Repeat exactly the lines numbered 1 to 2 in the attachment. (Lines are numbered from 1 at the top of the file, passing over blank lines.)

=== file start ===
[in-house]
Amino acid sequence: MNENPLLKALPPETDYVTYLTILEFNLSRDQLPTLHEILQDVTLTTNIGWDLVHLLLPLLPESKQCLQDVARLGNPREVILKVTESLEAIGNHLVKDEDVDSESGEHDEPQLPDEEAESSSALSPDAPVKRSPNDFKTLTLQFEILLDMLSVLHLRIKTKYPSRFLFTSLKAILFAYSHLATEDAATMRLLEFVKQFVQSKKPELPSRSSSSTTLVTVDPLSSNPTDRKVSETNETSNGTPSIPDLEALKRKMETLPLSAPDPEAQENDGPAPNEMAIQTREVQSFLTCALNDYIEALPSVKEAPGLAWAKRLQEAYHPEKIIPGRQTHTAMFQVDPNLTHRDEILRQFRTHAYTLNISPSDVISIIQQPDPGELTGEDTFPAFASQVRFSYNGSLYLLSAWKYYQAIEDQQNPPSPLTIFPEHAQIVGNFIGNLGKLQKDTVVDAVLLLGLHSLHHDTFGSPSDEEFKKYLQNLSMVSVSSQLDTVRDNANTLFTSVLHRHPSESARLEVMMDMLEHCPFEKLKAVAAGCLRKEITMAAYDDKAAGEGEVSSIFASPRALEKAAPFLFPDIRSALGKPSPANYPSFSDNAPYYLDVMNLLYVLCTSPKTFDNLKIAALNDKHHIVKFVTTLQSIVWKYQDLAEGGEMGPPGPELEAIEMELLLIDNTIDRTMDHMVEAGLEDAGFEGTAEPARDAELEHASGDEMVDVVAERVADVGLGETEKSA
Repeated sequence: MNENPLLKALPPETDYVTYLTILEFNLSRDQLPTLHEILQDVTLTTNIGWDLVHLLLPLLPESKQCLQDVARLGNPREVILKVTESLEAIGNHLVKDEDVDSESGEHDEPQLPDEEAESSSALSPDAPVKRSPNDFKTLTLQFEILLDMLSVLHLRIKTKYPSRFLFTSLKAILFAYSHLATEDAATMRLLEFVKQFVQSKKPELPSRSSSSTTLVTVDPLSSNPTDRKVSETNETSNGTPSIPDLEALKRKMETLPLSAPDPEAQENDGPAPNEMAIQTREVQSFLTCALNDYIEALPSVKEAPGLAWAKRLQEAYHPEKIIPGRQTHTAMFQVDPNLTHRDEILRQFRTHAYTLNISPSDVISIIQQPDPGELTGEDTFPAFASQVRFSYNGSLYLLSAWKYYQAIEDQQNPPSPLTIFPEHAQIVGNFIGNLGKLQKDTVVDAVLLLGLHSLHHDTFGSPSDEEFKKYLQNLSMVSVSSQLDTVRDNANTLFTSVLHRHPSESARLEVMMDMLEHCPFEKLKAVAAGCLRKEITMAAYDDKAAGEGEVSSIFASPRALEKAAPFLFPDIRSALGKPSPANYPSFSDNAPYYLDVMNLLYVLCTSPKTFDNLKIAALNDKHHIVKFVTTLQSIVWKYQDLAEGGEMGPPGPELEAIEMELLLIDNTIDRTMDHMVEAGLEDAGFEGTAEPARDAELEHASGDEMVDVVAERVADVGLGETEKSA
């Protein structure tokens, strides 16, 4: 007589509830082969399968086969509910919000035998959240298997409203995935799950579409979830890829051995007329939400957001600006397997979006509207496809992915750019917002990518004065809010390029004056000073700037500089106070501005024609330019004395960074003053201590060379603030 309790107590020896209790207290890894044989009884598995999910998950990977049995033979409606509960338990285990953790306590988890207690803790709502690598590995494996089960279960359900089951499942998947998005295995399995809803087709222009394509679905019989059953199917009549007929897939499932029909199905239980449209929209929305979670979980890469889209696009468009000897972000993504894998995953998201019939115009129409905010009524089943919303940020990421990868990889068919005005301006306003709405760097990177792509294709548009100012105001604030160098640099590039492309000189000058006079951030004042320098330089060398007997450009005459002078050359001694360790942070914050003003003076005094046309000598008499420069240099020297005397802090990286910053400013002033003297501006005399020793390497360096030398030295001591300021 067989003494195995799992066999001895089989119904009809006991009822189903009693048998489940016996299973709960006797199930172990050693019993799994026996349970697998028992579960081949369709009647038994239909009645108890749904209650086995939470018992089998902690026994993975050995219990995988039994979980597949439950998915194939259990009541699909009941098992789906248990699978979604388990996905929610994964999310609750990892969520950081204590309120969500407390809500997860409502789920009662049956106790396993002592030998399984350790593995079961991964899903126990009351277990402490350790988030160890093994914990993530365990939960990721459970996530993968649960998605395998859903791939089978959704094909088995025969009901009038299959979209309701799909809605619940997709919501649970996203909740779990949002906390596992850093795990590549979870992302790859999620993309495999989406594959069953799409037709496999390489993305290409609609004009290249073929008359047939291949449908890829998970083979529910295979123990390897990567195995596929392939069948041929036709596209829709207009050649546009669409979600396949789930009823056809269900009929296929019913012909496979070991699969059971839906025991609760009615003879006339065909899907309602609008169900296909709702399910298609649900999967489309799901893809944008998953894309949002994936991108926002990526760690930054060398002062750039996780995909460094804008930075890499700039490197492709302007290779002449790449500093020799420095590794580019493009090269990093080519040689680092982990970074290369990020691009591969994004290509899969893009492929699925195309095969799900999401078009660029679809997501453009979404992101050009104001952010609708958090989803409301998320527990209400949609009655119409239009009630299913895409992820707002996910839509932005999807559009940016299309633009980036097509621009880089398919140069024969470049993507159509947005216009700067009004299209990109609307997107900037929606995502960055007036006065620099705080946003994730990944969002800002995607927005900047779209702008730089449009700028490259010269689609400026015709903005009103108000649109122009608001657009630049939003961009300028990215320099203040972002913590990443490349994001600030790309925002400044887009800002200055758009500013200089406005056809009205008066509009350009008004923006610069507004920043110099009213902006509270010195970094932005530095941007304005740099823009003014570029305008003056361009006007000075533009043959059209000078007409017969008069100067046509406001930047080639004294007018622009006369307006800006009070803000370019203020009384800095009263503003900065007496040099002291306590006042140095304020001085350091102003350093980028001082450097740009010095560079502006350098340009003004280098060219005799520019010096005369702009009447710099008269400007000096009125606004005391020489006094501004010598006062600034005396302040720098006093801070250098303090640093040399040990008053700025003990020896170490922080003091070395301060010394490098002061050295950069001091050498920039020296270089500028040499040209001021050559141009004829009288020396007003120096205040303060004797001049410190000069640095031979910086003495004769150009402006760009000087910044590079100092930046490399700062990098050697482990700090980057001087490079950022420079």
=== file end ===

[in-house]
Amino acid sequence: MNENPLLKALPPETDYVTYLTILEFNLSRDQLPTLHEILQDVTLTTNIGWDLVHLLLPLLPESKQCLQDVARLGNPREVILKVTESLEAIGNHLVKDEDVDSESGEHDEPQLPDEEAESSSALSPDAPVKRSPNDFKTLTLQFEILLDMLSVLHLRIKTKYPSRFLFTSLKAILFAYSHLATEDAATMRLLEFVKQFVQSKKPELPSRSSSSTTLVTVDPLSSNPTDRKVSETNETSNGTPSIPDLEALKRKMETLPLSAPDPEAQENDGPAPNEMAIQTREVQSFLTCALNDYIEALPSVKEAPGLAWAKRLQEAYHPEKIIPGRQTHTAMFQVDPNLTHRDEILRQFRTHAYTLNISPSDVISIIQQPDPGELTGEDTFPAFASQVRFSYNGSLYLLSAWKYYQAIEDQQNPPSPLTIFPEHAQIVGNFIGNLGKLQKDTVVDAVLLLGLHSLHHDTFGSPSDEEFKKYLQNLSMVSVSSQLDTVRDNANTLFTSVLHRHPSESARLEVMMDMLEHCPFEKLKAVAAGCLRKEITMAAYDDKAAGEGEVSSIFASPRALEKAAPFLFPDIRSALGKPSPANYPSFSDNAPYYLDVMNLLYVLCTSPKTFDNLKIAALNDKHHIVKFVTTLQSIVWKYQDLAEGGEMGPPGPELEAIEMELLLIDNTIDRTMDHMVEAGLEDAGFEGTAEPARDAELEHASGDEMVDVVAERVADVGLGETEKSA